We’ve been wondering in this space recently about the kind of world the next generation will inherit. Clearly the trend for the long haul points to a shift of power, and a migration of wealth, from West to East. As we routinely report, the roaring Asian economies have amassed enormous piles of foreign reserves, much of it in US Treasuries.
In part due to this shift, these economies – China, India, Brazil, etc. – command an increasingly important role in the geopolitical arena. In addition, these New Economies on the Block are forging important trade ties with each other and inking deals to secure their mutually beneficial future, ex-US.
The United States, meanwhile, is up to its ears in ever-mounting debt…both to its creditor nations in the Middle and Far East and, to an even larger extent, to its own citizens.
And so we ask ourselves, will the young Johnnie and Jenny Smiths of the West be able to bluff their way through the next round of negotiations with a pair of twos? Or will the Changs, Patels and Ahmeds of the world call their bluff and take them to the cleaners?
Unfortunately, the trouble started for Generation iPod before they even had a chance to cause it for themselves. “Like America itself,” observes Bill Bonner, “[Young Americans] are in danger of finding themselves slipping downhill. Instead of expecting things to get better, they may find it hard even to hold onto what they’ve got. Instead of the ‘Morning in America’ that Ronald Reagan promised, they may find that it seems more like evening, both in their personal as well as their national lives.”
Much of America’s international influence was acquired during a time when the dollar roamed free and easy as the world’s reserve currency. French President Charles De Gaulle called it an “extraordinary privilege.”
At its height, the greenback commanded a magisterial awe and its position was largely considered unchallengeable. But no challenge is too great for the mighty US government…especially the challenge to debase its own currency.
It is true that extraordinary privileges carry extraordinary responsibilities. Within a single generation, the irresponsible goons in charge of preserving the dollar’s integrity had destroyed almost all of its purchasing power. Measured against gold, it has slumped some 97% since Nixon closed the gold window in ’71. And now, when the Treasury Secretary of the United States of America tells a classroom of Chinese university students that his nation’s currency is trustworthy and reliable, they laugh in his face.
Then, on top of an increasingly worthless currency, Generation iPod also inherits about a quarter of a million dollars each in unfunded Social Security and healthcare obligations, the overdue infrastructure bills of a crumbling nation, a couple of distant wars to fight and die in and a world full of disgruntled foreign creditors.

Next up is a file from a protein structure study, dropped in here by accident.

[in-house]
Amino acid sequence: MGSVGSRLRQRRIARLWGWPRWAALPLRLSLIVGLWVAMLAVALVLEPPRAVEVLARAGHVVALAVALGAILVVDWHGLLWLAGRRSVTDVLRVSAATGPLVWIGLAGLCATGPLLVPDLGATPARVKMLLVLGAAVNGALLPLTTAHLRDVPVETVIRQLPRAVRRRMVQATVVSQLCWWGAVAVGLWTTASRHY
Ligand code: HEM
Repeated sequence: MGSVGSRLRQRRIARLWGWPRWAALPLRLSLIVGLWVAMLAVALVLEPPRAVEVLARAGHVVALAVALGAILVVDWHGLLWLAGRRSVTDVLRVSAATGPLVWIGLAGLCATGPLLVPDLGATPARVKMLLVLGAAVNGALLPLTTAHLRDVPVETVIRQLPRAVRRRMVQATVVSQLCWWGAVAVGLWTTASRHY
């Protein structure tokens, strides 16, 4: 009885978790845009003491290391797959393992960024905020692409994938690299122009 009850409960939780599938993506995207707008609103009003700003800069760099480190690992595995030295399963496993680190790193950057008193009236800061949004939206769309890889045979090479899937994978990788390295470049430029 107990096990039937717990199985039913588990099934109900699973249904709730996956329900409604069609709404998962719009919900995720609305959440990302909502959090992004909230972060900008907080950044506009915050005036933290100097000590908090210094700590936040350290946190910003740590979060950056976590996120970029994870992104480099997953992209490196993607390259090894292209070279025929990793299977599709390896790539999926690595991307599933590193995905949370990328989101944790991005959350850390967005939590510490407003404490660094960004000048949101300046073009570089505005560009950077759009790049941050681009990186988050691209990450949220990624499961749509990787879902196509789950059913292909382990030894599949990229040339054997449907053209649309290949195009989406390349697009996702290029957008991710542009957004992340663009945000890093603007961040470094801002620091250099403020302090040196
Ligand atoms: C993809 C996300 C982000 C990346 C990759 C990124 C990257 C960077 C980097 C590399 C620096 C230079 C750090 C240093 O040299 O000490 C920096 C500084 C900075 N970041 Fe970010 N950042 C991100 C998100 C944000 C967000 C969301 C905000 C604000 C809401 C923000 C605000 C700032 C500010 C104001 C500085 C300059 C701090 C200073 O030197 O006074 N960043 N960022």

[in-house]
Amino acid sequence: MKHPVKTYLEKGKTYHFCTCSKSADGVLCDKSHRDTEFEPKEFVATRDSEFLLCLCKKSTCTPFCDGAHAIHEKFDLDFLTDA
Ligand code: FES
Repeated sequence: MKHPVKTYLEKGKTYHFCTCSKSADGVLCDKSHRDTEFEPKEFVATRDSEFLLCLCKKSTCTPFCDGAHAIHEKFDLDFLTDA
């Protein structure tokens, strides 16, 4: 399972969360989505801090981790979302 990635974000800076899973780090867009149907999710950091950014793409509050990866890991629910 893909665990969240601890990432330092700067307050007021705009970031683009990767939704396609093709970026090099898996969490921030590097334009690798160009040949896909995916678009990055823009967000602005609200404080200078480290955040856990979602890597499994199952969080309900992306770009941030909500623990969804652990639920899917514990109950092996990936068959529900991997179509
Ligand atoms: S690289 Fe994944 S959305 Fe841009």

Is there any hope?
Opined John Mauldin on the subject in Tuesday’s issue: “It is not the times which dictate the man (or daughter!), but the response of the man which dictates his own time. Today has a brighter future for someone young than any other time in history, whether they are in the US or Brazil or China. They just have to seize it…”
Echoes Bill, “The real advantage in life is having the gumption to get on with it; no one knows where that comes from.”
Indeed, history provides us with countless examples of individuals triumphing over adversity. A hard working American student has every chance to succeed in life, as does a hard working Asian student. It’s just that, on the whole, graduating classes of Asian engineers and computer programmers are far more diligent than graduating classes of Western feminist film studies students.
Taiwanese university graduates, for example, would happily take on the workload of most western jobs as a vacation, never mind as a vocation. The forty-hour workweek (35 for our French readers) is something students here manage between classes…and cram sessions…and helping run the family business…and music lessons…and English school in the afternoons and evenings. Not only have the Asian countries already outworked the west over the past generation – by a measure significant enough to now own virtually all of the western countries’ debts – but they continue to up the ante even now. They have raised the bar, in other words, and they are raising it still.
A generation ago, Mao Tse-Tung did his people a huge favor and finally died. His successor, Deng Xiaoping then told the Chinese masses not to fear wealth and that, in fact, to get rich was “glorious.” It was a stark contrast to the self-immolating edicts spewed forth from Mao. The people rejoiced…and got to work. Last year, China created millionaires at the second fastest rate of any nation on the planet. Only India outpaced her. Meanwhile, America “demoted” millionaires quicker than any other country could manage. England was next on that dubious accolade.
The people in this region of the world are hungry…and they are only now beginning to taste the fruits of their labor. As finite resources – energy, food, land, water – stretch over the coming years to meet exponentially growing demand, Generation iPod needs at least to know what they are up against in the scramble to stake their claims.
And, not unlike the Eastern generations of yore, they must work hard to succeed, despite the impediments their government impose. This unfolding reversal of fortune between the West and East does not simply suggest that American college students might face a less inviting future than their parents faced. It also suggests that investors might find a more inviting future in the Emerging Markets than they will face in the Developed Markets.
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